In the past decade, terrorists have targeted train depots and railway systems in London and Madrid. Railway security was in the headlines again in the weeks leading up to the Winter Olympics in Sochi when a suicide bomber detonated her explosive device in a Russian train station before reaching security screeners.
Police officials evacuated an entire train and the downtown Eugene Amtrak Depot last November because of a possible bomb threat. Amtrak said they've had another evacuation at the downtown depot in the last three years because of someone observing threatening behavior or a suspicious package.
Amtrak spokesman John O'Connor said the company uses tracks owned by Union Pacific - a freight train company with its own police force. O'Connor is a Police Chief with Amtrak's smaller police force, whose jurisdiction starts when a passenger steps aboard a train.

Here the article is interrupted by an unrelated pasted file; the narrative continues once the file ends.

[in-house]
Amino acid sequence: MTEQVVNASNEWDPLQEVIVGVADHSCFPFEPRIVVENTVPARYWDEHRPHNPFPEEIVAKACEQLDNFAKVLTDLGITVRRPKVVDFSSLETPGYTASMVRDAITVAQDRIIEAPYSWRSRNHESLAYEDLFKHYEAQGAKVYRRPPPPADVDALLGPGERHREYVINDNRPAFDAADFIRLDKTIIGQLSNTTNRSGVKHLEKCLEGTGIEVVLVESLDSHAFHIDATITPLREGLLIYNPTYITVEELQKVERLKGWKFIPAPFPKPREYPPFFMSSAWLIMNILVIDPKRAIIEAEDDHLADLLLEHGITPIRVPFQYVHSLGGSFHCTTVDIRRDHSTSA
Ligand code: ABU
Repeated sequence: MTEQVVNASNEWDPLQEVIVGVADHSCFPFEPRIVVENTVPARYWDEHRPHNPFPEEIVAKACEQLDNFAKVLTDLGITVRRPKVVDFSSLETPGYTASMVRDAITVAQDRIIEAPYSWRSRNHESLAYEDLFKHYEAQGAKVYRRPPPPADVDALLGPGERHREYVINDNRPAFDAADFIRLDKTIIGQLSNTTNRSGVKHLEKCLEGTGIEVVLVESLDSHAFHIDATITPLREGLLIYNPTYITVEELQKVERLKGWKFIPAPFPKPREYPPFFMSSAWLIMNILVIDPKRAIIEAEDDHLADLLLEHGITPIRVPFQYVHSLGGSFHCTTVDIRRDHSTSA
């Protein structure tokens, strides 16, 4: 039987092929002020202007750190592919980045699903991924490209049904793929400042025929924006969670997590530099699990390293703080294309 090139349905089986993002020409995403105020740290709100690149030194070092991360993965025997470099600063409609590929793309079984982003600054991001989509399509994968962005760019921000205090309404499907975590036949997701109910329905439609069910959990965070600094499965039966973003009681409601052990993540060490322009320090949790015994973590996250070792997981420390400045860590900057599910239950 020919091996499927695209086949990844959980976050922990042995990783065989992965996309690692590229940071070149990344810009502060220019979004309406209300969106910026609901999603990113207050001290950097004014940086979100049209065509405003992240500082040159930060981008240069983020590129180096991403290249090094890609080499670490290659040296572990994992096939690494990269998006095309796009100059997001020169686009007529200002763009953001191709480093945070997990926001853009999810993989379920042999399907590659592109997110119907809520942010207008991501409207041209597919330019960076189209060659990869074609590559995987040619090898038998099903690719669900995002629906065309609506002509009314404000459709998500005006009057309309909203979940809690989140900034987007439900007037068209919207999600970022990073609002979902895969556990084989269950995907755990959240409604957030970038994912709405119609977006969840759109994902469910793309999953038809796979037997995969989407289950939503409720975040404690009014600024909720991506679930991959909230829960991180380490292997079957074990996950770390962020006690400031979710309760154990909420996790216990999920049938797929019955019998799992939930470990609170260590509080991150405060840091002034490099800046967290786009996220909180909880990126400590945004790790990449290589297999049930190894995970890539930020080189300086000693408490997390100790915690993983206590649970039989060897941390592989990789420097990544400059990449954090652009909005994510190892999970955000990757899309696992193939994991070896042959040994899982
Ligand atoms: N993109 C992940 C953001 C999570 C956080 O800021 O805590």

Amtrak also launched 'Operation Rail Safe' for areas like Eugene, where local law officers respond on behalf of their police force.
"Presence by law enforcement as well as observant citizens who report suspicious activity to law enforcement ensures better travel and a safer community altogether," said Chief Sean Marschke of the Wisconsin Amtrak Police.
She added that their conductors are trained in police and safety procedures and act like an Air Marshal would on an airplane.
Passenger Joe Leonhardt said he prefers traveling by train because he can avoid the long lines at airport security checkpoints.
"I've seen security things before, but I've never felt very threatened," said Leonhardt.
"I think everything is fine the way it is, and people worry an awful lot when they don't need to," said fellow passenger Anne Rutledge.
When it comes to airport-like mass screenings, said train stations would grind to a halt with an influx of passengers.
The west coast headquarters for Amtrak's police force is based in Oakland, Calif., but the agency says their officers can respond to major incidents in Oregon and Washington if needed.